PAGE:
September 6, 2019
Media Management for the second year handling the Media and Communications for the event. Social Media: facebook.com/cycati instagtam.com/cycaroundtheislandrace twitter.com/conanicutyc Press Release: 92nd CYC Around the Island is a Test in Patience Jamestown, RI – It was a real test of patience for the 99 boats that attempted the 92nd Annual Conanicut Yacht Club Around The […]
Media Management for the second year handling the Media and Communications for the event.
92nd CYC Around the Island is a Test in Patience
Jamestown, RI – It was a real test of patience for the 99 boats that attempted the 92nd Annual Conanicut Yacht Club Around The Island race Sunday. Under a light northerly breeze, the Race Committee – led by PRO Mark Grosby -started the first of ten fleets at 1100, but soon after the third fleet started, the wind completely shut off.
Luna – who eventually retired – waited with the crew for the wind to fill. Photo: Cate Brown
The plan was to send the sailors counter-clockwise around Jamestown. While the boats in those first divisions drifted in the adverse tide – some ending up hundreds of yards behind the starting line – the rest of the fleets waited between CYC and Rose Island for the wind to fill. One of those drifters was local J/24 sailor, Mike Hill, who had to put out his anchor to prevent getting pulled out with the tide. “I want to thank my crew for being out there through it all – and the Race Committee for sticking with it,” said Hill ashore after sailing.
Slowly the wind filled from the southeast and the racing resumed with downwind starts. Colorful spinnakers passed under the Newport Bridge then rounded the North end of the island and beat upwind on the west side of Jamestown. By the time, many of the boats rounded the southern tip of the island at Beavertail Lighthouse, the wind subsided again making the last leg of the course another challenge of persistence.
After the wind filled sailors passed under the Newport Bridge heading North. Photo: Cate Brown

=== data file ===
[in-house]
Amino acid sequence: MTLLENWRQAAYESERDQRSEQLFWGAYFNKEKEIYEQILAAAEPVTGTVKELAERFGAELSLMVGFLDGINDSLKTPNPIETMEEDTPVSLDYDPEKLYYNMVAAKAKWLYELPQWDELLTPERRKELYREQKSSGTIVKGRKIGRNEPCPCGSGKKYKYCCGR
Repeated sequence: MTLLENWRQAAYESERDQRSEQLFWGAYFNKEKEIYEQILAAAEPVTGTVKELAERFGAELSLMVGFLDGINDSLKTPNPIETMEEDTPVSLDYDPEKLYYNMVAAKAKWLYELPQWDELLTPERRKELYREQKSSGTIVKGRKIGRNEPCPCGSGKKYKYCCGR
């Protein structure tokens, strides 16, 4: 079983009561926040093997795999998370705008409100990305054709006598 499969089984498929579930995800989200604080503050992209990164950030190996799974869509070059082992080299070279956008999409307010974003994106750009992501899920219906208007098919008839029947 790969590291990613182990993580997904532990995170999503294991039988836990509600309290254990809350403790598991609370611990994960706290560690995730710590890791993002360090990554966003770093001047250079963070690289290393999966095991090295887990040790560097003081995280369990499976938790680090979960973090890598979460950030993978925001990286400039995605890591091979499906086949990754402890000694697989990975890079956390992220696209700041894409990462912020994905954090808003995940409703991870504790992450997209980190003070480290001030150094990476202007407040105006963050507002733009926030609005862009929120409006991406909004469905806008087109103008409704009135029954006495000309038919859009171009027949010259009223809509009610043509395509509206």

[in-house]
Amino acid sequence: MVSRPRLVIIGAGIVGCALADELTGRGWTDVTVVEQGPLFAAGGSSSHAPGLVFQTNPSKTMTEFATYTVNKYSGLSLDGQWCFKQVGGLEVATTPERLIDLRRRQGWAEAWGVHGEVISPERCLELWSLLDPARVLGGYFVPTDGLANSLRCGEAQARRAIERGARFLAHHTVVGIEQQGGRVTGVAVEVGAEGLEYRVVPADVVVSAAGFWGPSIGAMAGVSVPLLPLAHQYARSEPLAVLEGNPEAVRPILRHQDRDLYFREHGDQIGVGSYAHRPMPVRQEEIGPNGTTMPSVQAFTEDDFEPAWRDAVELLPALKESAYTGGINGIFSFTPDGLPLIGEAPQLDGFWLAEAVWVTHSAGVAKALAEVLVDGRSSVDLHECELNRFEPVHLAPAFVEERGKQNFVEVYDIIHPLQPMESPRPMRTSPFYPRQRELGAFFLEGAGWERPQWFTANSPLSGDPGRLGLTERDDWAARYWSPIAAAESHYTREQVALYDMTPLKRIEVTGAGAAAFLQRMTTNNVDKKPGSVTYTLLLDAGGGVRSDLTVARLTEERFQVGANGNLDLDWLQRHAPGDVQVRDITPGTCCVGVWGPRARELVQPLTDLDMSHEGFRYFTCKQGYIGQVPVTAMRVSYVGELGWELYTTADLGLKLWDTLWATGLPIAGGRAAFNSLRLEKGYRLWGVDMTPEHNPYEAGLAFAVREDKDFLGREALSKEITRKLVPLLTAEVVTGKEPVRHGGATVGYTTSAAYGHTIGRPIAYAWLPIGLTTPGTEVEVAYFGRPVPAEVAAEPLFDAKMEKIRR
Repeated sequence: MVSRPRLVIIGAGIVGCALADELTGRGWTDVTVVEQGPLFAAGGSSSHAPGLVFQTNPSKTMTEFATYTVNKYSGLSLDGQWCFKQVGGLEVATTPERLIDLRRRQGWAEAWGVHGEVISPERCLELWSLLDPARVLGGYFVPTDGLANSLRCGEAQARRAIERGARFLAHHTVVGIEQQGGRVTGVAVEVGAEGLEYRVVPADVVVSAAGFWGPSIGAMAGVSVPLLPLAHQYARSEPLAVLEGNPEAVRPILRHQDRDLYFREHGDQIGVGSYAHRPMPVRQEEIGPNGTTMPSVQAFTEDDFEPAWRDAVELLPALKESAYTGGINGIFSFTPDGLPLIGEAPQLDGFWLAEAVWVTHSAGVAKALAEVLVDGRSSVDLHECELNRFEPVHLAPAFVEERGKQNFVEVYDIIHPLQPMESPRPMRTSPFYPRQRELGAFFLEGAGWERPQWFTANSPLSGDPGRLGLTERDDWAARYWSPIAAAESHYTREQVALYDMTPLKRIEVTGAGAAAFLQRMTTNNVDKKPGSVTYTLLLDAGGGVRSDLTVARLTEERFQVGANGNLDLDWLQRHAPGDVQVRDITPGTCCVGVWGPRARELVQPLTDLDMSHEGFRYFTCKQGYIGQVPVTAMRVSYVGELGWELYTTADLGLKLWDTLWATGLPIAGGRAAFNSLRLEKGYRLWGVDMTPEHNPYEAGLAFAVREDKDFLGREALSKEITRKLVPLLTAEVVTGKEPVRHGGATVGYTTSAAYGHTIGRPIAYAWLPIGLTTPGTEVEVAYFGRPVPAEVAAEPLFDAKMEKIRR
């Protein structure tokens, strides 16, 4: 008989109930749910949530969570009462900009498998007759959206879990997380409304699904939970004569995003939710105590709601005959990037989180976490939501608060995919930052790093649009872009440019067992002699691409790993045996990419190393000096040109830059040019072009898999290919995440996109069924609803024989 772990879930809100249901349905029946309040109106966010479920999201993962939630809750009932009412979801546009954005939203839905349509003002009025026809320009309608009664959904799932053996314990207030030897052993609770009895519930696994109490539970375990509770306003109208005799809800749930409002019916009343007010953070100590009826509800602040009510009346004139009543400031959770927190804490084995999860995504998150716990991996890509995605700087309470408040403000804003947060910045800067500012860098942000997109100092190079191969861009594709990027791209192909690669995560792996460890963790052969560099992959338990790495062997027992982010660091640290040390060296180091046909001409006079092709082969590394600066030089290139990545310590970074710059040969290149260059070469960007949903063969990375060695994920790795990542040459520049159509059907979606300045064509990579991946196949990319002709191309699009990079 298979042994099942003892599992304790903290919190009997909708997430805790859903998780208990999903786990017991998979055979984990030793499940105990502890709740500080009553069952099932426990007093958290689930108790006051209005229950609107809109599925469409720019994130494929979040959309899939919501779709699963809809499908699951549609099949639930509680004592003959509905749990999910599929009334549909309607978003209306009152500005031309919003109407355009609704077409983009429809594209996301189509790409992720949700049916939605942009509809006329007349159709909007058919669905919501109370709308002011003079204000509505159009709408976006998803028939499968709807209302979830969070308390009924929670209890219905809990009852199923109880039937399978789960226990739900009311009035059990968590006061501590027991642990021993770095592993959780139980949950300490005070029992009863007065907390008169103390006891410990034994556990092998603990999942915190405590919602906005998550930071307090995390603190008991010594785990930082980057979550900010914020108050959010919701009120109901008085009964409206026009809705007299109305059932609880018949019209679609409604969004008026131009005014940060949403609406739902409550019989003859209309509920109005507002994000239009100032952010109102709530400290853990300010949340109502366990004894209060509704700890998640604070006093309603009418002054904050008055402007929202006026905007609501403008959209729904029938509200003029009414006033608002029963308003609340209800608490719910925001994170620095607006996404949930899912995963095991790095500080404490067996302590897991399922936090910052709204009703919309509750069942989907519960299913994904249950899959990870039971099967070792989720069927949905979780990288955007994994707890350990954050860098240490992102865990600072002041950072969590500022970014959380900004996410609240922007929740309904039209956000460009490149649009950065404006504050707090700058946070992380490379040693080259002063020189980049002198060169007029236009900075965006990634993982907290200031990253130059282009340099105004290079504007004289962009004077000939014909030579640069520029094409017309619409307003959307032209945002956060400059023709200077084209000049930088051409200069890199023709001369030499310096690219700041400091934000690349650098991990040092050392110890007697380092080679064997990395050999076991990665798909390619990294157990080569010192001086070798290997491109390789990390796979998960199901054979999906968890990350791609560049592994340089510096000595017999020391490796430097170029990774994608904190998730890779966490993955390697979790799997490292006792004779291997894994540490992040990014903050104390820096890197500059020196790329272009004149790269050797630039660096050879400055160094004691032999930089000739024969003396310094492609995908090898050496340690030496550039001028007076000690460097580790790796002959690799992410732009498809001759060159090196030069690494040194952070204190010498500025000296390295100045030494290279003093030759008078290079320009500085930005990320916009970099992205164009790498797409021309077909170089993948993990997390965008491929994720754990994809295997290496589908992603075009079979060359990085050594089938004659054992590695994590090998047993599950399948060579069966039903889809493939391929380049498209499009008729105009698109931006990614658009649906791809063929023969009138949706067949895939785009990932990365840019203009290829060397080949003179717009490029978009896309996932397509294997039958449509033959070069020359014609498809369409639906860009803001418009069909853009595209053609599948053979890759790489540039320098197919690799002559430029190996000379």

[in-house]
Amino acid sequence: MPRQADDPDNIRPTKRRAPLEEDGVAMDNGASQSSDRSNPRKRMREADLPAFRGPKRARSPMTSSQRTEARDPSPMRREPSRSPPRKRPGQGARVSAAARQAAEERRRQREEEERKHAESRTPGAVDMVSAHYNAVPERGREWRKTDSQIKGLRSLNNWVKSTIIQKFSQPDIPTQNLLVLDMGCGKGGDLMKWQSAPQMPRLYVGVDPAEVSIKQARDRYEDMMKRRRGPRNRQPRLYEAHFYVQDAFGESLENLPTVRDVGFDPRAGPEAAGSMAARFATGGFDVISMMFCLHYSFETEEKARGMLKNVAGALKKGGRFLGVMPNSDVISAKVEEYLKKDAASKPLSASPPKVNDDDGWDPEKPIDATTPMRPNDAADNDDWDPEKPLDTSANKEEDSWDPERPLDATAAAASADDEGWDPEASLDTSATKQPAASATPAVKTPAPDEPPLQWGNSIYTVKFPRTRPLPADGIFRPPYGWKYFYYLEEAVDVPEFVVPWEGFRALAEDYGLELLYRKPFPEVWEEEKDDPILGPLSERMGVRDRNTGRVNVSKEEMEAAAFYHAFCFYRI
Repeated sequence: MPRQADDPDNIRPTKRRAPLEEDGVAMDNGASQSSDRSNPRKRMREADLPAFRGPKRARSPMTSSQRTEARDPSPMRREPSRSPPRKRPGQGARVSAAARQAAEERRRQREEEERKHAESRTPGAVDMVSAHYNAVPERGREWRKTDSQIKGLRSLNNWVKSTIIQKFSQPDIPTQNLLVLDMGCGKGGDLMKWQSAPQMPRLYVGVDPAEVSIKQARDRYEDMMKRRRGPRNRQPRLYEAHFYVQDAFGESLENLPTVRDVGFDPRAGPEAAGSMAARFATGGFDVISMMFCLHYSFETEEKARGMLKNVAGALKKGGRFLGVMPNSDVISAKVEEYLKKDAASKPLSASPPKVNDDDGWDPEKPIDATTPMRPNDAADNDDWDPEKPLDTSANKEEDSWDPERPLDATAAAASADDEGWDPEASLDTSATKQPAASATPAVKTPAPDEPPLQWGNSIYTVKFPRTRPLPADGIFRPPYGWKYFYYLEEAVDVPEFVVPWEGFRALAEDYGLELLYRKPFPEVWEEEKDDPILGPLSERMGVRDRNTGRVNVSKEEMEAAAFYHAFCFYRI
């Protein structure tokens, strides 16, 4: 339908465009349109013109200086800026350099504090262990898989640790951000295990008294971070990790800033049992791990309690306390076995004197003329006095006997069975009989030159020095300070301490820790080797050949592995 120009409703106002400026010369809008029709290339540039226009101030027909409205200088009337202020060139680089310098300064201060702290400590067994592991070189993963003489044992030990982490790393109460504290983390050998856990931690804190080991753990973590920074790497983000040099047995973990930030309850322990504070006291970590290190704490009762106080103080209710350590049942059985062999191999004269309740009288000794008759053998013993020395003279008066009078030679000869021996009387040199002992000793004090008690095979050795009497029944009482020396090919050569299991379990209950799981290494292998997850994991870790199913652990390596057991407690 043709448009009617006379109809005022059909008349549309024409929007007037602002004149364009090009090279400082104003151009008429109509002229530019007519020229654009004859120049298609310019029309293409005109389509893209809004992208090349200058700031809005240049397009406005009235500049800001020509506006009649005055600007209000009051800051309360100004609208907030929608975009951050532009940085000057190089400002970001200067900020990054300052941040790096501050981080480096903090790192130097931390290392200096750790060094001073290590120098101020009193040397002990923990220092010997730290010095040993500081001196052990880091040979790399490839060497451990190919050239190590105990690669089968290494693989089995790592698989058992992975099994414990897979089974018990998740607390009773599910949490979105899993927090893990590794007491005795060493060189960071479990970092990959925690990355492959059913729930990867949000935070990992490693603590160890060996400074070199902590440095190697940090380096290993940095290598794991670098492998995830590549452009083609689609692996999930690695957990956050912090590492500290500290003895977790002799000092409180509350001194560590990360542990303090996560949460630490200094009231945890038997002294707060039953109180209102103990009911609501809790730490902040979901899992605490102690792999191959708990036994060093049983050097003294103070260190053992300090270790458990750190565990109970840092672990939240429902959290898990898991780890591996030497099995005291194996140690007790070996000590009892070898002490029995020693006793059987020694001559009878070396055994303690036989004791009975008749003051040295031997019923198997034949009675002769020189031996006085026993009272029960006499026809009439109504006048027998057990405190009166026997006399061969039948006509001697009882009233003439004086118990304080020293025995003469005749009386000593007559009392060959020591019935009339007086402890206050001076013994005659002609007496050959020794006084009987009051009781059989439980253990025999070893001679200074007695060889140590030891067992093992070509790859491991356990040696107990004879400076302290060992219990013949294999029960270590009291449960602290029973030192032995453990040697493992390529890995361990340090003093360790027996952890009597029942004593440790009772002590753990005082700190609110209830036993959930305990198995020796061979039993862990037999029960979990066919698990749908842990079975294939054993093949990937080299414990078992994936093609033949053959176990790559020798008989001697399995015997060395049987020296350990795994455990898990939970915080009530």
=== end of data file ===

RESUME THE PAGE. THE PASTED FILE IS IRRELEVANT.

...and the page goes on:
Many of the participants – mostly the smaller boats under 30 feet – had to retire due to the time limit of the race (all boats must finish by 1800.) However, of the 76 finishers, prizes were awarded to those top finishers during the dinner at Conanicut Yacht Club.
Irie, owned by Newport’s Brian Cuhna, was the first to finish with an Elapsed Time of 2 hours 52 minutes 44 seconds Photo: Cate Brown
Irie, owned by Newport’s Brian Cuhna, was the first to finish with an Elapsed Time of 2 hours 52 minutes 44 seconds, winning the Commodore Bruce R. Brakenhoff Memorial Trophy. However, it was Jim Madden with his C&C 30, Stark Raving Mad VIII, who walked away with the top prize, the Commodore Jim C. Quinn Trophy, with the fastest corrected time of 3 hours 23 minutes 53 seconds nearly six minutes ahead of 2nd place, Art Santry’s Oakcliff/Temptation.
Madden’s crew attributed a “great start and staying in clear breeze to extend from there” to their winning lap.
Jim Madden with his C&C 30, Stark Raving Mad VIII, who walked away with the top prize, the Commodore Jim C. Quinn Trophy, with the fastest corrected time of 3 hours 23 minutes 53 seconds Photo: Cate Brown
Other awards handed out were for the CYC Members with top results over and under 31 feet. For over 30 feet ( ), went to Chris Cannon’s Verrissimo and under () went to Quinn Bill Fortenberry who sailed with his daughter onboard one of the club’s J22s.
On his first day on the job, Commodore Andrew Kallfelz welcomed all the sailors and thanked them for their patience throughout the day. He was impressed with the record-breaking number of boats that showed up for the race.
Alan Baines, Race Chairman, wrapped up the evening thanking the sailors once again. “For the last two years, we have had over 100 boats register for this event, clearly hallmarking it as a great way to end and celebrate the summer. We look forward to doing it all again next summer.”